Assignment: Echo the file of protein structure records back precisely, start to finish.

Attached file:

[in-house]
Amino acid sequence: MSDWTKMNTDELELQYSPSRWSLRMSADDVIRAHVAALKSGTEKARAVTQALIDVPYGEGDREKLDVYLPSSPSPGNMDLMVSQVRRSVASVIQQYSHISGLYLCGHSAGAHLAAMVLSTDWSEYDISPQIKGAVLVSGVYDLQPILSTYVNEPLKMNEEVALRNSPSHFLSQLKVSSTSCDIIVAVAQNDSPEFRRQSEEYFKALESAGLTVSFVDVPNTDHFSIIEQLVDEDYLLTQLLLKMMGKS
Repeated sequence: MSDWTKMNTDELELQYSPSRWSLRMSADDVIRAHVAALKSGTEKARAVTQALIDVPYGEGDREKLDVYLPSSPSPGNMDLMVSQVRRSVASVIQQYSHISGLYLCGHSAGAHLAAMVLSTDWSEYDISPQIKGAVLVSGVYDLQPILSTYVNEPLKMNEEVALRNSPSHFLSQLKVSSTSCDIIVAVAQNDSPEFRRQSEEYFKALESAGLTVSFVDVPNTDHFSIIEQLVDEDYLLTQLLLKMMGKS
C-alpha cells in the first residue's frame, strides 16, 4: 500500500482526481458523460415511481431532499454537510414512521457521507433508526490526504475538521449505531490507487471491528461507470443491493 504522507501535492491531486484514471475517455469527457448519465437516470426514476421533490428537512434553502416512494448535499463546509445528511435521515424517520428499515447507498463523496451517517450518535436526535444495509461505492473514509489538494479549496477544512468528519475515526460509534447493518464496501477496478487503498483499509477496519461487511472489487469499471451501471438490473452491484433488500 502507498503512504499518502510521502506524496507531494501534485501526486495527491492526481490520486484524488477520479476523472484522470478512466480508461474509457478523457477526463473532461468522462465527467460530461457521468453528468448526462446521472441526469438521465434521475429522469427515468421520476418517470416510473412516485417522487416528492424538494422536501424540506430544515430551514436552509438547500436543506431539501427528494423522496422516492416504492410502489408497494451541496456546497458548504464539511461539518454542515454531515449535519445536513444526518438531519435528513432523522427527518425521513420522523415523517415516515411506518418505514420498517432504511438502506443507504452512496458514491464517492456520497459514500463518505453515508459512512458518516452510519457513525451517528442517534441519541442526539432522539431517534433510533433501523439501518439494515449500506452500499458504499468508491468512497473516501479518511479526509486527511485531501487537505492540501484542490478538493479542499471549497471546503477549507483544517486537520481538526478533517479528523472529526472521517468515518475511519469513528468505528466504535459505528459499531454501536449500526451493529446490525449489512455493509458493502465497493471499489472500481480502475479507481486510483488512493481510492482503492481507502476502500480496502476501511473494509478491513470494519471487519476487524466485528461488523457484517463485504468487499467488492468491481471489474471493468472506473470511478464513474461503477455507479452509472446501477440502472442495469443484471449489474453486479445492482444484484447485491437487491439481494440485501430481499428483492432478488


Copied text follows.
[in-house]
Amino acid sequence: MSDWTKMNTDELELQYSPSRWSLRMSADDVIRAHVAALKSGTEKARAVTQALIDVPYGEGDREKLDVYLPSSPSPGNMDLMVSQVRRSVASVIQQYSHISGLYLCGHSAGAHLAAMVLSTDWSEYDISPQIKGAVLVSGVYDLQPILSTYVNEPLKMNEEVALRNSPSHFLSQLKVSSTSCDIIVAVAQNDSPEFRRQSEEYFKALESAGLTVSFVDVPNTDHFSIIEQLVDEDYLLTQLLLKMMGKS
Repeated sequence: MSDWTKMNTDELELQYSPSRWSLRMSADDVIRAHVAALKSGTEKARAVTQALIDVPYGEGDREKLDVYLPSSPSPGNMDLMVSQVRRSVASVIQQYSHISGLYLCGHSAGAHLAAMVLSTDWSEYDISPQIKGAVLVSGVYDLQPILSTYVNEPLKMNEEVALRNSPSHFLSQLKVSSTSCDIIVAVAQNDSPEFRRQSEEYFKALESAGLTVSFVDVPNTDHFSIIEQLVDEDYLLTQLLLKMMGKS
C-alpha cells in the first residue's frame, strides 16, 4: 500500500482526481458523460415511481431532499454537510414512521457521507433508526490526504475538521449505531490507487471491528461507470443491493 504522507501535492491531486484514471475517455469527457448519465437516470426514476421533490428537512434553502416512494448535499463546509445528511435521515424517520428499515447507498463523496451517517450518535436526535444495509461505492473514509489538494479549496477544512468528519475515526460509534447493518464496501477496478487503498483499509477496519461487511472489487469499471451501471438490473452491484433488500 502507498503512504499518502510521502506524496507531494501534485501526486495527491492526481490520486484524488477520479476523472484522470478512466480508461474509457478523457477526463473532461468522462465527467460530461457521468453528468448526462446521472441526469438521465434521475429522469427515468421520476418517470416510473412516485417522487416528492424538494422536501424540506430544515430551514436552509438547500436543506431539501427528494423522496422516492416504492410502489408497494451541496456546497458548504464539511461539518454542515454531515449535519445536513444526518438531519435528513432523522427527518425521513420522523415523517415516515411506518418505514420498517432504511438502506443507504452512496458514491464517492456520497459514500463518505453515508459512512458518516452510519457513525451517528442517534441519541442526539432522539431517534433510533433501523439501518439494515449500506452500499458504499468508491468512497473516501479518511479526509486527511485531501487537505492540501484542490478538493479542499471549497471546503477549507483544517486537520481538526478533517479528523472529526472521517468515518475511519469513528468505528466504535459505528459499531454501536449500526451493529446490525449489512455493509458493502465497493471499489472500481480502475479507481486510483488512493481510492482503492481507502476502500480496502476501511473494509478491513470494519471487519476487524466485528461488523457484517463485504468487499467488492468491481471489474471493468472506473470511478464513474461503477455507479452509472446501477440502472442495469443484471449489474453486479445492482444484484447485491437487491439481494440485501430481499428483492432478488